A Power of Attorney: The Basics of the Most Essential Document in Your Estate Plan

Figuring out how to pass down your most prized possessions to family and friends after you’ve passed can be difficult. Fortunately, many estate planning documents include a power of attorney (POA). At Fryer and Hansen, we know just how tough it can be to draft estate planning documents. We also believe that a POA is one of the most powerful documents in your estate plan and want to show you why. 

What it Is

A power of attorney gives certain powers to an individual (an agent or attorney-in-fact) to act on behalf of someone else (a principal). This principal can set the terms and conditions surrounding the POA, meaning they choose how the agent can use their powers. Certain POAs provide the agent with extensive powers, while others restrict them. 

Most potential principals worry their agent may make poor financial or health decisions on their behalf. However, the best way to avoid any issues is for the principal to work closely with our estate planning lawyers in McAllen.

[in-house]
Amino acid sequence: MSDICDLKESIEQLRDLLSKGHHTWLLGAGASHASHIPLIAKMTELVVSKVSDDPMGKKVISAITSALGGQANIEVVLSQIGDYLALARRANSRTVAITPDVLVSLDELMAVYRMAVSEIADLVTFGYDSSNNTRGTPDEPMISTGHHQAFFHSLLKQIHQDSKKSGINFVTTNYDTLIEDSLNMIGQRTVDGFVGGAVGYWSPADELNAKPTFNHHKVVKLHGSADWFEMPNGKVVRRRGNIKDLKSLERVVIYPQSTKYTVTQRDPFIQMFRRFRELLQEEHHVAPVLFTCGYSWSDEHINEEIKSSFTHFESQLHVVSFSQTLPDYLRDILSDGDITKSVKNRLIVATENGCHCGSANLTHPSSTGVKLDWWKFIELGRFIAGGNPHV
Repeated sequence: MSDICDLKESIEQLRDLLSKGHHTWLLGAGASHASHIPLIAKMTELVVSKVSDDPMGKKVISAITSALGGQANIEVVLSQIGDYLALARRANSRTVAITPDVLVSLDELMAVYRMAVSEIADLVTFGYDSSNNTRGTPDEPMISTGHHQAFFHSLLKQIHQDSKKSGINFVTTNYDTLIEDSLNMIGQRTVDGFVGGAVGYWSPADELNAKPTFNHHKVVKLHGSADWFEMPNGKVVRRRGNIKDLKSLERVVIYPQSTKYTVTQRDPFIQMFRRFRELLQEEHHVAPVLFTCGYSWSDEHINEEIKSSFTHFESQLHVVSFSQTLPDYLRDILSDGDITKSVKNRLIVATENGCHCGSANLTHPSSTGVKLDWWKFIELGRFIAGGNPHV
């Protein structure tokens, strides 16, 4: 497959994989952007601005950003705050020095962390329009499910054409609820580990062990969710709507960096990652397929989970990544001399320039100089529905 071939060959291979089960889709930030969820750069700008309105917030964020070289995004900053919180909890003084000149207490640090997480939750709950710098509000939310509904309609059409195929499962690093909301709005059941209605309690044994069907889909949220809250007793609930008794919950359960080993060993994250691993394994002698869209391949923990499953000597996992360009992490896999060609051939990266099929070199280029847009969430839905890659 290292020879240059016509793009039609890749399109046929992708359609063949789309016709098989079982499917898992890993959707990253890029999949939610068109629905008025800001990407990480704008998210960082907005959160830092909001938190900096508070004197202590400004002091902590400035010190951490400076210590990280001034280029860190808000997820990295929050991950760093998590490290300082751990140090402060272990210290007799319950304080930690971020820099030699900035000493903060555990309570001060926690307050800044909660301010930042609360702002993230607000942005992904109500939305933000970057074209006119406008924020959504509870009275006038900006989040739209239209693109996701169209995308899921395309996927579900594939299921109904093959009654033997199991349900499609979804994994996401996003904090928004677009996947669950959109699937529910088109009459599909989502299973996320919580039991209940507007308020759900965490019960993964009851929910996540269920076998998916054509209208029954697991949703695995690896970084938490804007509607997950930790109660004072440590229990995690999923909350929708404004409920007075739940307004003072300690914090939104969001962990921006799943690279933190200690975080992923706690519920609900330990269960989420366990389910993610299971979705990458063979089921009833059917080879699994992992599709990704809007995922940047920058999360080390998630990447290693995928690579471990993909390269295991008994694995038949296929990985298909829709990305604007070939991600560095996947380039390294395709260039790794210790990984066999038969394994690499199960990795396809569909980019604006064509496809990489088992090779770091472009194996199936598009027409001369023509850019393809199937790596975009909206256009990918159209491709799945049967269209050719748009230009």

When is it Used?

You might think that a power of attorney is given to a person to act on behalf of someone who has passed away. While this applies, it’s important to understand that there are many other situations where POAs are needed. 

These include when a principal requires an agent to:

  • File taxes
  • Register vehicles
  • Handle affairs while they spend time abroad
  • Handle finances while they’re hospitalized

We’ll Walk You Through the Process

Our team is ready to provide the information needed to help you make the best decisions for yourself and your loved ones. Don’t wait to start your estate plan. Contact our lawyers in McAllen today to learn more about what we can do.  

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